72 and still overflowing with ideas.
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Got all that? Gilder was called away to give his speech, so you’ll just have to read the book.
I looked back at some of Gilder’s earlier works, including Microcosm (1989) and Life After Television (1990). He began to lose me with his acronyms and talk of bandwidth, but it all fell into place with the Internet, which didn’t become a household word before 1996. See Gilder’s Telecosm (2000). If you want to know the technical detail behind the Internet and the digital world, you can unearth it all from Gilder’s earlier books. It’s safe to say that binary digits will have as profound an effect on our times as the printing press did earlier.
My own belief is that George Gilder is the most original thinker of our time and perhaps our leading conservative writer. One of his great strengths has always been his optimism. There are some downbeat notes in his new edition, so I asked him if he was still an optimist.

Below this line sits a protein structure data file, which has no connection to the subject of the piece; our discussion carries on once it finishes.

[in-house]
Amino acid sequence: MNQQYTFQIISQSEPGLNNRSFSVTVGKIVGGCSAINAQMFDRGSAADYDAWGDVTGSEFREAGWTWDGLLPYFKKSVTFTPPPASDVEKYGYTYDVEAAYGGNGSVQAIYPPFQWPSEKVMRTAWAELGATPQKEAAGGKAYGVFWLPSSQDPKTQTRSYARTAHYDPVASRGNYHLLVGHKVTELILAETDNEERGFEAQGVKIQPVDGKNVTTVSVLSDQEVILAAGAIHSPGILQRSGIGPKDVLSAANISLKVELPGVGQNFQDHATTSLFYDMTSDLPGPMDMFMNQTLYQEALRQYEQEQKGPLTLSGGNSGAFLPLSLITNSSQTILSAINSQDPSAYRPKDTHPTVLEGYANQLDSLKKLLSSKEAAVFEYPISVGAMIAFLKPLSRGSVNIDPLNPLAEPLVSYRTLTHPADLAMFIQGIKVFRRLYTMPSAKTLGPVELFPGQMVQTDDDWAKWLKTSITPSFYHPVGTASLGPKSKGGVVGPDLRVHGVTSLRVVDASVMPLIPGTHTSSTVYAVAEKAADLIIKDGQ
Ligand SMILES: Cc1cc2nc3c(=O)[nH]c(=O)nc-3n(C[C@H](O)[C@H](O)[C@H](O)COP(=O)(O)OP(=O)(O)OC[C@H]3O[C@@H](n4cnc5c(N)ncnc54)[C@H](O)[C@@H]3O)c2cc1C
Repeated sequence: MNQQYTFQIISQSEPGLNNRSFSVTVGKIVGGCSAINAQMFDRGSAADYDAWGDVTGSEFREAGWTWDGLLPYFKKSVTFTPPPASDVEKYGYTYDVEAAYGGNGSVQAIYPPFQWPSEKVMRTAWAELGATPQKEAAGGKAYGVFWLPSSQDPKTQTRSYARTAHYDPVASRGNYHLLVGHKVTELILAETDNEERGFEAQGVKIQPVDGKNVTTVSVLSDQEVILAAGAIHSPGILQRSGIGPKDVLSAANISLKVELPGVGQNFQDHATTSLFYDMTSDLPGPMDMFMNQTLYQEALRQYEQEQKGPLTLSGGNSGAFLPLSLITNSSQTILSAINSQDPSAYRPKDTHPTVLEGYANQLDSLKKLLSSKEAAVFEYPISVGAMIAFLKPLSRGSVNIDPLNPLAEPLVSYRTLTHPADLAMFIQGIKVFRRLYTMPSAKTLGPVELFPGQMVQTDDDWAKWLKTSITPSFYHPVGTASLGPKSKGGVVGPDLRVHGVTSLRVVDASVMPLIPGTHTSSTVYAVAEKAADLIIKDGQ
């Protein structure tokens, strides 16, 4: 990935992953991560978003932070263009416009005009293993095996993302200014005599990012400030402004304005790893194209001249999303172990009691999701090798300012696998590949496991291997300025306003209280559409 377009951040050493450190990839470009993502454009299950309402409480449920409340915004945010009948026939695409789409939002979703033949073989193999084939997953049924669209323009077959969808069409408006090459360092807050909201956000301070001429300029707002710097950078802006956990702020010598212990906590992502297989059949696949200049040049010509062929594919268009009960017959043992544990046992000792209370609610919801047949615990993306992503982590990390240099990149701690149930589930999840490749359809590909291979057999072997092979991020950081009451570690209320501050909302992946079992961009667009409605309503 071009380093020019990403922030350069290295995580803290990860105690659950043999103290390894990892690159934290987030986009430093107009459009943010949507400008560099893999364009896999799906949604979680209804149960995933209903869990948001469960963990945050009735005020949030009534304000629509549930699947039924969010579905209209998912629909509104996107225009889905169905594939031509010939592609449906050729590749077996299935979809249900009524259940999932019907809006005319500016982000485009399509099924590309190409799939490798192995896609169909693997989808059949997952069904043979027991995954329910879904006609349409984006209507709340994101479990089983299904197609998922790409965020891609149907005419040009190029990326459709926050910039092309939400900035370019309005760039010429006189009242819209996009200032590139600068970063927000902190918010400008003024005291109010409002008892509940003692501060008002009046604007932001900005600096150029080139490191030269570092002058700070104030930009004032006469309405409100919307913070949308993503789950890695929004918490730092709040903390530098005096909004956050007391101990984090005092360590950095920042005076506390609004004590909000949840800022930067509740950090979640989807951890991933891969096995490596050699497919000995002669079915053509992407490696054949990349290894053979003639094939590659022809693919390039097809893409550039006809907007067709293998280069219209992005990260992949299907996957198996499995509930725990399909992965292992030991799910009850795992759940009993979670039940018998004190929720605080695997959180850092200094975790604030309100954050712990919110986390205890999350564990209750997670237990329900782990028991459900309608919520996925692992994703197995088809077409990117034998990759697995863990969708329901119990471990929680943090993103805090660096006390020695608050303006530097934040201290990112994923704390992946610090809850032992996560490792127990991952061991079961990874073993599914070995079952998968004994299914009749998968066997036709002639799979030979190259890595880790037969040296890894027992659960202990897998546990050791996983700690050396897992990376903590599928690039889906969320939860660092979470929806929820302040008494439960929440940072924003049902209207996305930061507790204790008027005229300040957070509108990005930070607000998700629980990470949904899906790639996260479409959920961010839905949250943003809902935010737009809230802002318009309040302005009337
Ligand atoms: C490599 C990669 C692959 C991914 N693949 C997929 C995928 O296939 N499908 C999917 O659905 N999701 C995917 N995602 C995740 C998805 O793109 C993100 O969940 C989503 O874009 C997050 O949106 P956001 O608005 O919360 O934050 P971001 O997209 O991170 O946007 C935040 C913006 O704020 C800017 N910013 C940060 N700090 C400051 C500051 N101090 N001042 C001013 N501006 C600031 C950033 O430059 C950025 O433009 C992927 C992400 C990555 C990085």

“I get up in the morning,” he replied, “I write books, I make investments.” But he allowed that he is concerned about what might happen if Obama is reelected. For one thing, there could be “war in the Middle East.”
A man of faith in a godless age is hitting Americans where it hurts.
Mr. and Mrs. American Spectator Reader, let P.J. O’Rourke talk sense to your kids.
In Britain, defending your property can get you life.
The debacle of this president’s administration is both a cause and a symptom of the decline of American values. Unless Congress impeaches him, that decline will go on unchecked. An eminent jurist surveys the damage and assesses the chances for the recovery of our culture.
It won’t take long for conservatives to scratch this presidential wannabe off their 2008 scorecard.
The American Christmas, like the songs that celebrate it, makes room for everybody under the rainbow. Is that why so many people seem to be hostile to it?
Was the President done in by the economy, or by the politics of the economy?